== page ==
Last week I attended the two day NZ Local Government zone meeting for the lower North Island councils.
It was an opportunity for professional development and a six monthly update on what is happening at national level and across the zone. Each mayor gave a short speech about the happenings in their area and collectively it was staggering the amount of activity occurring.
There were many common issues and I take some comfort from the fact that we are not alone, as we look ahead to the major challenges like the three waters reforms, the effects of logging, earthquake prone buildings and changing land use trends.
One subject that was on everyone's mind was the housing and rental shortages. The lack of housing is a well documented national problem, and most people acknowledge there are no quick fixes available.
The problems are likely to be ongoing for several years to come. In the long term building more houses is the obvious solution but I have to say, it should never have come to this.
After years of rampant immigration, with numbers of people in the vicinity of 65,000 net gain per year, coupled with not building sufficient houses to accommodate these additional people, means it is really hurting now. The housing shortfalls are made worse by the ever increasing and inhibitive planning rules and regulations, along with compliance complexities.
Right now New Zealand is undergoing a house building boom like no other, but still we have shortages. We are reaching our capacity to build any quicker, made worse by the shortage of trained and skilled tradesman throughout the sector.
What an expensive and short-sighted mistake it was some decades back when the traditional apprentice training schemes were largely abolished and the trades became unfashionable. Now we need and want these trained people, but we simply don't have enough Kiwis to call on.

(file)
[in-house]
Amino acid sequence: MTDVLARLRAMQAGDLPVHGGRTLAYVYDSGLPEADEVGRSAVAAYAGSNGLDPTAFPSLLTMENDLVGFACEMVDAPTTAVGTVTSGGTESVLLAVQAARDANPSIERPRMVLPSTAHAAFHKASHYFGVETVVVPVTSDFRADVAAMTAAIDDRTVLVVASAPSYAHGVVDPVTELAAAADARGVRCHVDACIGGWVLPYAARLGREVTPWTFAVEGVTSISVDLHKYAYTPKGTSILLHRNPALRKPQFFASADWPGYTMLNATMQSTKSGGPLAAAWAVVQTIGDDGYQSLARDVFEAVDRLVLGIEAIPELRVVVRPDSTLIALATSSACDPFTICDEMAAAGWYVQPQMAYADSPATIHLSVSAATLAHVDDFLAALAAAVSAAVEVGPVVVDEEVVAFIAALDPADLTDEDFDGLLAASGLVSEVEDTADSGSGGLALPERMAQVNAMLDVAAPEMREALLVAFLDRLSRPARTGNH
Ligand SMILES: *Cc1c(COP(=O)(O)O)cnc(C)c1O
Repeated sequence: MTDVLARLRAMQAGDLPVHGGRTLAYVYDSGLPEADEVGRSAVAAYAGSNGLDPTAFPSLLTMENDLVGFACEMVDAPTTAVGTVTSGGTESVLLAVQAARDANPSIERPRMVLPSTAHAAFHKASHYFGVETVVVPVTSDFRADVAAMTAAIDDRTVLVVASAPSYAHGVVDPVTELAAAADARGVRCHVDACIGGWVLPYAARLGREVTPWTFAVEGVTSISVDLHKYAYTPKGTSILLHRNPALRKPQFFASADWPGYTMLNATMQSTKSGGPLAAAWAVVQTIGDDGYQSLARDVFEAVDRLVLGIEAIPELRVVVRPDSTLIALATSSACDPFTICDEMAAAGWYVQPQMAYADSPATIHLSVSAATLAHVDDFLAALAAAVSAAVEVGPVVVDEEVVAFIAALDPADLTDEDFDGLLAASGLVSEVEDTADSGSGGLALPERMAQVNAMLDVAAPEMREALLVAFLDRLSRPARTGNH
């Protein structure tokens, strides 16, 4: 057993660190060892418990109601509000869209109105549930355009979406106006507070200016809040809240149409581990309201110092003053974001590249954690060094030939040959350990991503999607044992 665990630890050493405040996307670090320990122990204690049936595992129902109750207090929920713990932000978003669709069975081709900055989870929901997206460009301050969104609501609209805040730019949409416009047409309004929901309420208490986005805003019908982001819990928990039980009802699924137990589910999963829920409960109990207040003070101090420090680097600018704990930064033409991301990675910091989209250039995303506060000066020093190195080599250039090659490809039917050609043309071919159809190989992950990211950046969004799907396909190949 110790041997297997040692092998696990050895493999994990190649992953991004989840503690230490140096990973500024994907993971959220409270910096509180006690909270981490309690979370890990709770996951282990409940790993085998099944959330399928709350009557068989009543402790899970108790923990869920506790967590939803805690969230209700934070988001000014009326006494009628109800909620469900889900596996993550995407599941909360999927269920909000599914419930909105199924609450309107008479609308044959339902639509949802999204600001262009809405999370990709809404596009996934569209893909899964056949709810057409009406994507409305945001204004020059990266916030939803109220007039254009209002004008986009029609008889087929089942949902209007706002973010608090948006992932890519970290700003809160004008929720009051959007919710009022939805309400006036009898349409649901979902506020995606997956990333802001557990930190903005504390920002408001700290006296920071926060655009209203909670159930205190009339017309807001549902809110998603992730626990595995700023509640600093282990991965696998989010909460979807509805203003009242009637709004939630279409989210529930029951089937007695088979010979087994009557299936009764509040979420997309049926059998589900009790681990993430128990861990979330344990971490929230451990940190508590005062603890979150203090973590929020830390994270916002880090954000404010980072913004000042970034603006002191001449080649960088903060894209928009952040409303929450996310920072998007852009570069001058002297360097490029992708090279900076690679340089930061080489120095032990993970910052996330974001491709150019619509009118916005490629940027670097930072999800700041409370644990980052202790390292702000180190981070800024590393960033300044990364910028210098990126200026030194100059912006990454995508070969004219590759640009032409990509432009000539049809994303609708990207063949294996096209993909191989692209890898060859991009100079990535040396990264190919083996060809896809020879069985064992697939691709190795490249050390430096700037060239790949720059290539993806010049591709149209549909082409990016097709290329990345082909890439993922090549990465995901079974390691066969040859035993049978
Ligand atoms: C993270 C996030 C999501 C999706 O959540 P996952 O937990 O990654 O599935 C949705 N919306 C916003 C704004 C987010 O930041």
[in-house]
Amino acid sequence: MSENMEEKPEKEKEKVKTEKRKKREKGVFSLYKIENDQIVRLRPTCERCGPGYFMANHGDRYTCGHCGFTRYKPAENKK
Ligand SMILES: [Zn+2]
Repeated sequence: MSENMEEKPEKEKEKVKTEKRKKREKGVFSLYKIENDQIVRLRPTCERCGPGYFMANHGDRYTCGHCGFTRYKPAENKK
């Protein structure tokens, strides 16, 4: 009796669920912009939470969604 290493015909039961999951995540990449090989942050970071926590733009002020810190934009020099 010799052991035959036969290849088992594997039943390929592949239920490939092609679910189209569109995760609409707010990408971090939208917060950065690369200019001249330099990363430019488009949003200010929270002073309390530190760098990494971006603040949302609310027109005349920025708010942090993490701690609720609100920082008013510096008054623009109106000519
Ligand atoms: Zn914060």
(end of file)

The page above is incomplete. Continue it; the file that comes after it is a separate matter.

Instead we have relied upon skilled immigrants, whose numbers ironically now partly contribute to the housing problem they are supposedly here to resolve. It is really irksome to know that so many New Zealanders are out there looking for work, but have not had the opportunities or skills training or background needed to take up the construction related job opportunities available now. We need to plan better in the future.
This week the Stratford council hosts its annual trade graduation ceremony and we will acknowledge people who have completed their trade training.
I think it is important to do so, as they are often forgotten or taken for granted when compared to those who have chosen a more academic career path. Right now across the country and more than ever before, we desperately need the skills they offer.
Tradespeople are always in demand and the skills they learn are often transferable to other roles later in their career paths. So we should without hesitation encourage our young people into trade training.
To maximise these opportunities we also need the Government to invest in these young people and their employers. Training is expensive and employers need a supportive central government when it comes to sharing this cost. After all, the whole community benefits from having a trained and skilled workforce.
A message to the year group of students preparing to leave school this year and enter the big wide world, I suggest you should take more than a passing glance at trade training, it could well be your pathway to success.